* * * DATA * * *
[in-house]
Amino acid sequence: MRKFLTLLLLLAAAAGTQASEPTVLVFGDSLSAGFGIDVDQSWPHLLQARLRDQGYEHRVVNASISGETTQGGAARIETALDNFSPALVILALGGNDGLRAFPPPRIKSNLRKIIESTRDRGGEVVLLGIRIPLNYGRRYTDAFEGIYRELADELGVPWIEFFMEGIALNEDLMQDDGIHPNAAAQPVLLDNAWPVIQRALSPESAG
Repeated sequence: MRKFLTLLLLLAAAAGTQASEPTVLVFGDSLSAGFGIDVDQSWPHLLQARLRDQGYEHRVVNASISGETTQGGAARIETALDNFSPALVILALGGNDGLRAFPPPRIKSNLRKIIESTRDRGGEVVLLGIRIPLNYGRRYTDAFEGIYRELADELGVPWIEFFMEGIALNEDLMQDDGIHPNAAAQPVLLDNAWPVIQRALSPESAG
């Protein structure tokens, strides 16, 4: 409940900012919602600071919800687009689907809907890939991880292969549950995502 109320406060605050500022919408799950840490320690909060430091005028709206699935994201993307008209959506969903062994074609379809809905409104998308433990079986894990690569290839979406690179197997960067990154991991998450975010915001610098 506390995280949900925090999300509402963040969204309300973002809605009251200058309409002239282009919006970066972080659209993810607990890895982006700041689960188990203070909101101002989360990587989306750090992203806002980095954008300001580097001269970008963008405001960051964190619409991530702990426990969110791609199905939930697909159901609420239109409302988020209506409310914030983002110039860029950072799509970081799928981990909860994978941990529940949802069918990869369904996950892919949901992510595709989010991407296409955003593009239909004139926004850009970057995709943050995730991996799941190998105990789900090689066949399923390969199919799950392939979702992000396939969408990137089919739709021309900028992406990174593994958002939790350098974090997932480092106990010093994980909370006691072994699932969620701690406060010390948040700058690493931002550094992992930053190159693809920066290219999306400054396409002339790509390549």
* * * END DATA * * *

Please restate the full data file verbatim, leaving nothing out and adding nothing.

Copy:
[in-house]
Amino acid sequence: MRKFLTLLLLLAAAAGTQASEPTVLVFGDSLSAGFGIDVDQSWPHLLQARLRDQGYEHRVVNASISGETTQGGAARIETALDNFSPALVILALGGNDGLRAFPPPRIKSNLRKIIESTRDRGGEVVLLGIRIPLNYGRRYTDAFEGIYRELADELGVPWIEFFMEGIALNEDLMQDDGIHPNAAAQPVLLDNAWPVIQRALSPESAG
Repeated sequence: MRKFLTLLLLLAAAAGTQASEPTVLVFGDSLSAGFGIDVDQSWPHLLQARLRDQGYEHRVVNASISGETTQGGAARIETALDNFSPALVILALGGNDGLRAFPPPRIKSNLRKIIESTRDRGGEVVLLGIRIPLNYGRRYTDAFEGIYRELADELGVPWIEFFMEGIALNEDLMQDDGIHPNAAAQPVLLDNAWPVIQRALSPESAG
């Protein structure tokens, strides 16, 4: 409940900012919602600071919800687009689907809907890939991880292969549950995502 109320406060605050500022919408799950840490320690909060430091005028709206699935994201993307008209959506969903062994074609379809809905409104998308433990079986894990690569290839979406690179197997960067990154991991998450975010915001610098 506390995280949900925090999300509402963040969204309300973002809605009251200058309409002239282009919006970066972080659209993810607990890895982006700041689960188990203070909101101002989360990587989306750090992203806002980095954008300001580097001269970008963008405001960051964190619409991530702990426990969110791609199905939930697909159901609420239109409302988020209506409310914030983002110039860029950072799509970081799928981990909860994978941990529940949802069918990869369904996950892919949901992510595709989010991407296409955003593009239909004139926004850009970057995709943050995730991996799941190998105990789900090689066949399923390969199919799950392939979702992000396939969408990137089919739709021309900028992406990174593994958002939790350098974090997932480092106990010093994980909370006691072994699932969620701690406060010390948040700058690493931002550094992992930053190159693809920066290219999306400054396409002339790509390549």